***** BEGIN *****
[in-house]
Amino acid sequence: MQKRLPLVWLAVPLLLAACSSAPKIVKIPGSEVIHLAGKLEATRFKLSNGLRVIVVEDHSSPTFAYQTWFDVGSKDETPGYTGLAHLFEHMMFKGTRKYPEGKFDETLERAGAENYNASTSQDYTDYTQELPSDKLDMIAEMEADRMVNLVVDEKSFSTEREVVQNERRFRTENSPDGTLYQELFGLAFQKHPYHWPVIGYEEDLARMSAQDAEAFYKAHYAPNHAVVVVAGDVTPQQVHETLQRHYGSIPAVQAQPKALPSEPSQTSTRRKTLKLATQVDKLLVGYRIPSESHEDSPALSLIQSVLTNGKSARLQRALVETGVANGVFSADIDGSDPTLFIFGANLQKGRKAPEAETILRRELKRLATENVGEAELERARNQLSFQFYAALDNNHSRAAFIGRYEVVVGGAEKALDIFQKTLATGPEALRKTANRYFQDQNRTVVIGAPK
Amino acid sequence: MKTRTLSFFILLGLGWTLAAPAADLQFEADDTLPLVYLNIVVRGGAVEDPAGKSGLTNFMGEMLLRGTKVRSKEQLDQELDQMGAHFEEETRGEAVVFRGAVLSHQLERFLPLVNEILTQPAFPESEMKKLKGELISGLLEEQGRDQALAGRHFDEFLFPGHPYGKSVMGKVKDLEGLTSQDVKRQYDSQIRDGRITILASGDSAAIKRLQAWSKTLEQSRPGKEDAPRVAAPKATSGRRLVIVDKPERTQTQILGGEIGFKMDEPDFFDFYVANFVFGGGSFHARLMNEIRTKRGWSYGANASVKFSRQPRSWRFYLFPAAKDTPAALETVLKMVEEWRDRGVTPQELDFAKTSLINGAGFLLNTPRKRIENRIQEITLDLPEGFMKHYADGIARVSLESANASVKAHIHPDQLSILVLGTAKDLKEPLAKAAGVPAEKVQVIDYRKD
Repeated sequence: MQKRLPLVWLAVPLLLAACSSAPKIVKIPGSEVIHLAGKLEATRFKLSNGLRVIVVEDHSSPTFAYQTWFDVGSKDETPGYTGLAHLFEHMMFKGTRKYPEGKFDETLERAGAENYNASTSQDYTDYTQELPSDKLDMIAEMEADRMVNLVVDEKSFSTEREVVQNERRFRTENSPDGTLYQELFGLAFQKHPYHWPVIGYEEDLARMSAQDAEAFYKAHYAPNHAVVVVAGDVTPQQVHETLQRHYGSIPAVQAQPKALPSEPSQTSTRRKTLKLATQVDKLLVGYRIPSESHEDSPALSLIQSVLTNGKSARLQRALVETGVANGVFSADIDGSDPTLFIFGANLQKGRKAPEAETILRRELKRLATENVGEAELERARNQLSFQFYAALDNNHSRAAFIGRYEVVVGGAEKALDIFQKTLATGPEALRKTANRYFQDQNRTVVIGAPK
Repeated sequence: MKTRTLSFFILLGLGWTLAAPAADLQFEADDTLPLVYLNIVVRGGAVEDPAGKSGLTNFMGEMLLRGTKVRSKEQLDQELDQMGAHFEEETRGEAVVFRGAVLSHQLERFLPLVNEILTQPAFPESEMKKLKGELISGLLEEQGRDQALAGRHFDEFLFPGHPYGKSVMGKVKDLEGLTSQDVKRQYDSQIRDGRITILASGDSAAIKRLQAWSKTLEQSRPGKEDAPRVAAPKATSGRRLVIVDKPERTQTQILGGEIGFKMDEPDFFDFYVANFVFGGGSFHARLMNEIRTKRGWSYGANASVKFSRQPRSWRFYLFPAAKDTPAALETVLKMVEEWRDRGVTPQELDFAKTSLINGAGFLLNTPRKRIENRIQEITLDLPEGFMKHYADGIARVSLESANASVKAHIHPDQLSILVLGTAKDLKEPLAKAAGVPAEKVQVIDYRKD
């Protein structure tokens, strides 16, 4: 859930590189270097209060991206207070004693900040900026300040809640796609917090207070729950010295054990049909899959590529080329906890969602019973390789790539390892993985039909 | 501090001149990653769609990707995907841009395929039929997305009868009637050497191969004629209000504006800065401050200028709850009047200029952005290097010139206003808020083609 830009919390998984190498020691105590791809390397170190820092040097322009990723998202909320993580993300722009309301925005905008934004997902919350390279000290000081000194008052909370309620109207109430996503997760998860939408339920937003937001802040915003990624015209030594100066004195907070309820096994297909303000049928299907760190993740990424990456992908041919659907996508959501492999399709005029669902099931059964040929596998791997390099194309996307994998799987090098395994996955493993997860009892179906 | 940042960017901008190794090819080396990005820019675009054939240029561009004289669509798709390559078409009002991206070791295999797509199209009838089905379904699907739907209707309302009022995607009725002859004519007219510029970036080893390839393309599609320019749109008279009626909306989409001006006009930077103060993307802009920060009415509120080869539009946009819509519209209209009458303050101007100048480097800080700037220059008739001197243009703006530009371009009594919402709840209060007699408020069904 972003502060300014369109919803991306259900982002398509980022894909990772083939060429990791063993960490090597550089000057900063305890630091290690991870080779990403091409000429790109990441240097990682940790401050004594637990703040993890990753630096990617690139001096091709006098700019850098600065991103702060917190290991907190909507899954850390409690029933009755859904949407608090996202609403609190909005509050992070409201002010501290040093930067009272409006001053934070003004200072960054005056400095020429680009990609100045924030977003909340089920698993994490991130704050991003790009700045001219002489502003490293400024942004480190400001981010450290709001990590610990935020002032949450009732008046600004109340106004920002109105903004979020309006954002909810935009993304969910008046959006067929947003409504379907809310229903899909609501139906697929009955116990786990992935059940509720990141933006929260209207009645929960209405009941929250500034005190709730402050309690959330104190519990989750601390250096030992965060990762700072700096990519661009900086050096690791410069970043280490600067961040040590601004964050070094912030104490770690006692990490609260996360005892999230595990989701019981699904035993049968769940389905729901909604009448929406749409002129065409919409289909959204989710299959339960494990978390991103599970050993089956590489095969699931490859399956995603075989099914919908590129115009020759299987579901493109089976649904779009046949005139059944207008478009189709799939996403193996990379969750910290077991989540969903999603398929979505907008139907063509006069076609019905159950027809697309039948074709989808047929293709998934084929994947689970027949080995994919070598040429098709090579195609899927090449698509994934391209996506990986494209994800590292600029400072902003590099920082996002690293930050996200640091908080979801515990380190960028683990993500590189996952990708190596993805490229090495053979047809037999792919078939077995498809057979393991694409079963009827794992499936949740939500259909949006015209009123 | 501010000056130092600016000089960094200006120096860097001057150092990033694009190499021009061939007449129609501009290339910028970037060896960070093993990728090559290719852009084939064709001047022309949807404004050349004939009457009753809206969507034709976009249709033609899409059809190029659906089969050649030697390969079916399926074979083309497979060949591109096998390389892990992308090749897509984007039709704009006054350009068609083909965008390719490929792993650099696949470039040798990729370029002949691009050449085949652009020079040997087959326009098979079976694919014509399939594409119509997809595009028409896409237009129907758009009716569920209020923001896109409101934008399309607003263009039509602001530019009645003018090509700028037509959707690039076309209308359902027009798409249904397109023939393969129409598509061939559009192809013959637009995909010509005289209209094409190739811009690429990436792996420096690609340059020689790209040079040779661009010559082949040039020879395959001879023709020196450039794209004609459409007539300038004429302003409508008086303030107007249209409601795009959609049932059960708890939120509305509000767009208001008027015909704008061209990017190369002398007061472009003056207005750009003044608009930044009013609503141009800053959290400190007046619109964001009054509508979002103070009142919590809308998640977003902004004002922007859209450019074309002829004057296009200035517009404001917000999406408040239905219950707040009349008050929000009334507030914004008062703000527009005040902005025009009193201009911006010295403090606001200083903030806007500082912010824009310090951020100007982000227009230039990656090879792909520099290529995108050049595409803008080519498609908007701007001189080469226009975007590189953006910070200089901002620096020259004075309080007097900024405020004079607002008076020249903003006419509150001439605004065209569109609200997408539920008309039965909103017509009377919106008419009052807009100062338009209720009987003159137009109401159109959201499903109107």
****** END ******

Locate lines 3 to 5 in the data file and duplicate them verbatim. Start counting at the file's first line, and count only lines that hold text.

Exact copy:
Amino acid sequence: MKTRTLSFFILLGLGWTLAAPAADLQFEADDTLPLVYLNIVVRGGAVEDPAGKSGLTNFMGEMLLRGTKVRSKEQLDQELDQMGAHFEEETRGEAVVFRGAVLSHQLERFLPLVNEILTQPAFPESEMKKLKGELISGLLEEQGRDQALAGRHFDEFLFPGHPYGKSVMGKVKDLEGLTSQDVKRQYDSQIRDGRITILASGDSAAIKRLQAWSKTLEQSRPGKEDAPRVAAPKATSGRRLVIVDKPERTQTQILGGEIGFKMDEPDFFDFYVANFVFGGGSFHARLMNEIRTKRGWSYGANASVKFSRQPRSWRFYLFPAAKDTPAALETVLKMVEEWRDRGVTPQELDFAKTSLINGAGFLLNTPRKRIENRIQEITLDLPEGFMKHYADGIARVSLESANASVKAHIHPDQLSILVLGTAKDLKEPLAKAAGVPAEKVQVIDYRKD
Repeated sequence: MQKRLPLVWLAVPLLLAACSSAPKIVKIPGSEVIHLAGKLEATRFKLSNGLRVIVVEDHSSPTFAYQTWFDVGSKDETPGYTGLAHLFEHMMFKGTRKYPEGKFDETLERAGAENYNASTSQDYTDYTQELPSDKLDMIAEMEADRMVNLVVDEKSFSTEREVVQNERRFRTENSPDGTLYQELFGLAFQKHPYHWPVIGYEEDLARMSAQDAEAFYKAHYAPNHAVVVVAGDVTPQQVHETLQRHYGSIPAVQAQPKALPSEPSQTSTRRKTLKLATQVDKLLVGYRIPSESHEDSPALSLIQSVLTNGKSARLQRALVETGVANGVFSADIDGSDPTLFIFGANLQKGRKAPEAETILRRELKRLATENVGEAELERARNQLSFQFYAALDNNHSRAAFIGRYEVVVGGAEKALDIFQKTLATGPEALRKTANRYFQDQNRTVVIGAPK
Repeated sequence: MKTRTLSFFILLGLGWTLAAPAADLQFEADDTLPLVYLNIVVRGGAVEDPAGKSGLTNFMGEMLLRGTKVRSKEQLDQELDQMGAHFEEETRGEAVVFRGAVLSHQLERFLPLVNEILTQPAFPESEMKKLKGELISGLLEEQGRDQALAGRHFDEFLFPGHPYGKSVMGKVKDLEGLTSQDVKRQYDSQIRDGRITILASGDSAAIKRLQAWSKTLEQSRPGKEDAPRVAAPKATSGRRLVIVDKPERTQTQILGGEIGFKMDEPDFFDFYVANFVFGGGSFHARLMNEIRTKRGWSYGANASVKFSRQPRSWRFYLFPAAKDTPAALETVLKMVEEWRDRGVTPQELDFAKTSLINGAGFLLNTPRKRIENRIQEITLDLPEGFMKHYADGIARVSLESANASVKAHIHPDQLSILVLGTAKDLKEPLAKAAGVPAEKVQVIDYRKD